Brian Micklethwait's Blog

In which I continue to seek part time employment as the ruler of the world.

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Saturday December 16 2017

My camera is pretty good, but it isn’t ideal for me.  I only use a bit of it at all regularly, the automatic bit.  So if, on a rainy day, I push, by mistake, some stupid knob on it that tells it to stop being automatic, it stops being automatic.  And, the automatic focussing refuses to work the way it should.  That’s what happened when I thought it had conked out.  It’s fine.  It was simply obeying orders.

I tried photoing the relevant knobs, first with mirrors and then with my mobile, but the results of all that were a blurry mess.  Have you ever tried getting a camera to photo its own arse?  And photoing with my mobile is something I need daylight to do half decently.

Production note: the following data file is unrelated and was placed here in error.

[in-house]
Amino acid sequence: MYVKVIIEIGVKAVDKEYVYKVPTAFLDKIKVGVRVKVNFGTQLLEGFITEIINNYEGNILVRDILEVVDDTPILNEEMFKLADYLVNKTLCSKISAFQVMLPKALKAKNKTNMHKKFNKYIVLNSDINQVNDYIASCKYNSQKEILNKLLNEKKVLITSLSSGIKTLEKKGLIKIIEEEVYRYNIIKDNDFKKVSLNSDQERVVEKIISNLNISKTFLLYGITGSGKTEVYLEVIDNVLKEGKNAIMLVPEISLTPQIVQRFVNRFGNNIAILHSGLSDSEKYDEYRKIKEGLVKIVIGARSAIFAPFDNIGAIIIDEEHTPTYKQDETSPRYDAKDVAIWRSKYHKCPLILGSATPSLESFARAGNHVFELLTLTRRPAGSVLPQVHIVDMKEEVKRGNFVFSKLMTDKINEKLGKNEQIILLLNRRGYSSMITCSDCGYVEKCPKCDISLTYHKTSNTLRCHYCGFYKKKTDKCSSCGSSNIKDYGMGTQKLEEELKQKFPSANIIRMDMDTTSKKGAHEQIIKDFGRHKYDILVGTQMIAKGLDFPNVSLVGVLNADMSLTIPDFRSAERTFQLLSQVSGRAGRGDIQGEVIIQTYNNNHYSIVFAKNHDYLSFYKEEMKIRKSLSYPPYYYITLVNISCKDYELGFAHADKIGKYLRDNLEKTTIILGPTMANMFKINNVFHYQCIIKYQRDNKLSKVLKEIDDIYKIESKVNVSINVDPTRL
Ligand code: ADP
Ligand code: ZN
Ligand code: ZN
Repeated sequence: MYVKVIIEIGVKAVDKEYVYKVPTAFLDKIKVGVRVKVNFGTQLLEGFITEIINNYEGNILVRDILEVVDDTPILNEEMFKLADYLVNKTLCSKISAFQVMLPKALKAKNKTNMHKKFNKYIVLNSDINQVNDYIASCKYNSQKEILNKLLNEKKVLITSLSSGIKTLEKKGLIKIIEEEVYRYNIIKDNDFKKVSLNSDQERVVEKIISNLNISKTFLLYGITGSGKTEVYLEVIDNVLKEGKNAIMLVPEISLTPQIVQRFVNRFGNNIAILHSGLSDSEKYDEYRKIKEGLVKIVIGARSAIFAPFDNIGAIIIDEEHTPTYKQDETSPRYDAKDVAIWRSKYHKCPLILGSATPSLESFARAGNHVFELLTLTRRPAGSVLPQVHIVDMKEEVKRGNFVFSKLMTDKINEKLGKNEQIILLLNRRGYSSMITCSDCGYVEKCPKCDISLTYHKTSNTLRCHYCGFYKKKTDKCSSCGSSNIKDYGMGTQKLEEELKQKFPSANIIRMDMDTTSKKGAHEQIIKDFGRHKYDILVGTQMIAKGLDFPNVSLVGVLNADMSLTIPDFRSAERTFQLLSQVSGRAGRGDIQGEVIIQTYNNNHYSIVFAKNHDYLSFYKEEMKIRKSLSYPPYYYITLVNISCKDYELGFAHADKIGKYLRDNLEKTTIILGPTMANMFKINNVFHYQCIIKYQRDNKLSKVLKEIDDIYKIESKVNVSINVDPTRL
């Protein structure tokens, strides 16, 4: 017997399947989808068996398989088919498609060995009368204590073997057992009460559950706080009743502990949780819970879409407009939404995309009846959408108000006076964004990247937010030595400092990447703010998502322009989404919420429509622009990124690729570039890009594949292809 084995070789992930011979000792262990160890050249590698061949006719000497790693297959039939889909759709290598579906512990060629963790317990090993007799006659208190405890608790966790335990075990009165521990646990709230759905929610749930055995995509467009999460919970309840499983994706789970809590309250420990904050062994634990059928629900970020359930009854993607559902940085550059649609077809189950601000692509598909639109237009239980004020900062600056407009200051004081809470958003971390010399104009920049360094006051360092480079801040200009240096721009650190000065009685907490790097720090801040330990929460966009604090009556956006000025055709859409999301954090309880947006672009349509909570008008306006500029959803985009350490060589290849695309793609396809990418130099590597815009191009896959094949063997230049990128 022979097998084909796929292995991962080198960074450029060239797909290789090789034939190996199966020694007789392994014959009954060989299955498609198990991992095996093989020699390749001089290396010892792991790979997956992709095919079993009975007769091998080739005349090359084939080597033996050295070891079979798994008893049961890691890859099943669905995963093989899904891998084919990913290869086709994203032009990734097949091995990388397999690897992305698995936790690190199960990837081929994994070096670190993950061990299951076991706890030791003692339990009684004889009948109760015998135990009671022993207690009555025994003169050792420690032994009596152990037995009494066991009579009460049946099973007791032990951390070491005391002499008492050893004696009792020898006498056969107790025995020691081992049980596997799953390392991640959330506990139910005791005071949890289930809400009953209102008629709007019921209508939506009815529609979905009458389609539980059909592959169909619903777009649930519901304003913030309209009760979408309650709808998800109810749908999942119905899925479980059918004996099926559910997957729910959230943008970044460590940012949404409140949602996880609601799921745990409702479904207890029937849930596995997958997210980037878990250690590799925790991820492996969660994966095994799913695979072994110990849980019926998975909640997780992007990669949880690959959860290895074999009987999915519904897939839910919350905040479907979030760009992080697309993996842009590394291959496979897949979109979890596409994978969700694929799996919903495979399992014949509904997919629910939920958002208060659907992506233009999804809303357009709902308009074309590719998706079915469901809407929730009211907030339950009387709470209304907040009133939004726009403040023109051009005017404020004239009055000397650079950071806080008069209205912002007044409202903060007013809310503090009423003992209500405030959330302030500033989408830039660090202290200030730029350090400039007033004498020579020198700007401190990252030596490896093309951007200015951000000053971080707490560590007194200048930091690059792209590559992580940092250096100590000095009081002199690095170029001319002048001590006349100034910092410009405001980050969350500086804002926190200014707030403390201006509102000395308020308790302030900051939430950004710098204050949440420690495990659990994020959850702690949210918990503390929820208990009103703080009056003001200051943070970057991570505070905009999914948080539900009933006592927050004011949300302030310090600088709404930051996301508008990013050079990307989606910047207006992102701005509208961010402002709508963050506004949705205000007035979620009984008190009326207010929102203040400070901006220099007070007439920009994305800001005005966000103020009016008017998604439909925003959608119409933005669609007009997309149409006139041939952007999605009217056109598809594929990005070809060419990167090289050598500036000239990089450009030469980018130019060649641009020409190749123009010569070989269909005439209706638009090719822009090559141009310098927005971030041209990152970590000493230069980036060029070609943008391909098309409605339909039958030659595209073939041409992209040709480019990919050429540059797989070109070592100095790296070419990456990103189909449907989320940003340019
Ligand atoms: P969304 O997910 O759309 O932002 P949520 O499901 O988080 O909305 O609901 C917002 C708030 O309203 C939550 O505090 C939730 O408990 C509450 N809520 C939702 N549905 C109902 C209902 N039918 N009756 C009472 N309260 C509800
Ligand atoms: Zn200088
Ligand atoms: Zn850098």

I got a much better picture of the back of my camera by going to this.

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In particular, I draw your attention to this bit:

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The knob with AF/AE LOCK on it needs to be pointing at AFS/AFF, and absolutely not at MF.  MF means, I presume, Manual Focus.  AF means automatic focus.  S and the other F mean whatever they mean.

The problem arose when, in the rain and needing to possess three hands, one to hold my bag and two to operate my camera properly, I try to look at the photo I just took.  That involves pressing the button with the green arrow on it.  To get back to photoing, press DISP.  But, what with all the rain and the confusion and only having one hand to both hold the camera and press the knobs on it, I accidentally pushed the AF/AE LOCK knob, and got it pointing at MF.  By mistake.  I’m guessing this would be why the AF/AE LOCK button includes the word “LOCK”.  And this works a treat.  I know this now.